With the LA Mayoral primary now only about a month and a half away and the race now virtually neck to neck between Congresswoman Karen Bass (D-CA) and Developer Rick Caruso according to the latest polls, both frontrunners are now being more closely scrutinized.
Their pasts have especially been looked at. Bass has had something of a radical past and previously blew any chance of becoming President Joe Biden’s Vice President or landing any position in his cabinet due to prior comments about Fidel Castro and praising deceased communist leaders. Caruso has also had some controversies brought up, most prominent being when he was on the USC’s Board of Trustees and how they handled the George Tyndall sexual abuse scandal.
This week, the big thing has been about attendance records in their respective posts. The LA Times on Monday brought to light that, while on the Los Angeles Police Commission, Caruso missed 38% of the meetings. As the article points out, that while he attended most early on, he was only coming to every other one during the last few years.
While, yes, missing that many meetings on the surface is not ideal, Caruso has countered his attendance record by saying that not only did he make it to every meeting with a critical vote or meeting where the Commission would have been hampered without him being there, but that he also spent 15 to 20 hours a week working closely with police by going to roll calls, community events, and other LAPD events. When he was Commission President the first few years, the volunteer position basically amounted to a full-time job as there were so many non-meeting things to do and, with changes made, requiring attendance every meeting wasn’t a must.
“We had a good commission, things were in good shape, the department was rolling forward,” Caruso said. “So I was there when I needed to be there. I never missed a critical meeting. I worked too hard to get the department to where we were.”
The Times was correct in pointing out his attendance record at meetings, as well as his commitment to the Commission by never missing a vote or critical meeting. However, they missed a huge part. With Caruso making votes in his position, Bass really has not been so great at that.
Bass amongst the worst Congressional Members at attending votes
According to Congressional records, Bass, between being sworn in in January 2011 to April 2022, has missed over 8% of total roll call votes in her lifetime. While that may not seem that bad on the surface, it’s actually one of the worst attendance records out of all current members of Congress. The average for a member of Congress is 2.1%. While there are multiple valid excuses for missing votes, like deaths in the family, being sick, and other emergencies, it’s kind of hard to justify that high of a percentage as a total average for over a decade.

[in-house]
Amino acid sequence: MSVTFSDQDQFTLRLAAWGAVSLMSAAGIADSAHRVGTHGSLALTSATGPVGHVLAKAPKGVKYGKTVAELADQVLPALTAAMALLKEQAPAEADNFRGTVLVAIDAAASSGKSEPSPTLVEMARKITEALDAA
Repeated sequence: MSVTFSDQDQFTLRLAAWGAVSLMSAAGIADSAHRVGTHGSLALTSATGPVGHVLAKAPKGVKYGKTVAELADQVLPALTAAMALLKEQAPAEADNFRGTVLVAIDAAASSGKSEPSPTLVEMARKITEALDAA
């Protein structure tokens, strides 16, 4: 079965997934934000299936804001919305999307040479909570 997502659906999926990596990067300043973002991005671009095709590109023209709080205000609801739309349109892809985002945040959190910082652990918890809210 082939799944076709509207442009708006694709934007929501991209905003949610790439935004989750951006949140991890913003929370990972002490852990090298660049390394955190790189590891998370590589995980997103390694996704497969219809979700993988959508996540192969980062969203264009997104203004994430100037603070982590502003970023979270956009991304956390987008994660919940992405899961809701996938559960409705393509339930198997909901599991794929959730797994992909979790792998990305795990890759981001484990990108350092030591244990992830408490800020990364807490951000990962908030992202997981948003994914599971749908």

In 2019, her best voting record year so far, she was still the 3rd worst offender in the California congregation missing over 6% of votes. At her worst, like long stretches in 2015, 2016, and 2019, she wasn’t there for over 20% of the time. In 2019, that figure hit 29% for a stretch.
And the problem is that it is consistent, as she has always been consistently above that 2.1% threshold of being worse than average. In recent years her attendance has gotten better and she has been making more votes, but it is still sporadic.
“Every member of Congress will have a bad voting quarter or two due to an emergency or something coming up like a critical fact finding mission,” said Amanda, an assistant lobbyist in Washington who only wished to use her first name in a Globe interview on Monday. “That’s fine. That happens. The real challenge is finding those that they keep missing a lot. I wouldn’t even put missing 2.1% as a bad median point. I’d probably say 5% or more. But Congresswoman Bass still is above that. She still, on average, misses more than most.”
“For a lobbyist, you can’t rely on talking with them if they miss so many. And if you are a constituent, it can be harder to trust them if they aren’t representing you to the best of their ability.”
The Los Angeles Mayoral Primary is to be held on June 7th.
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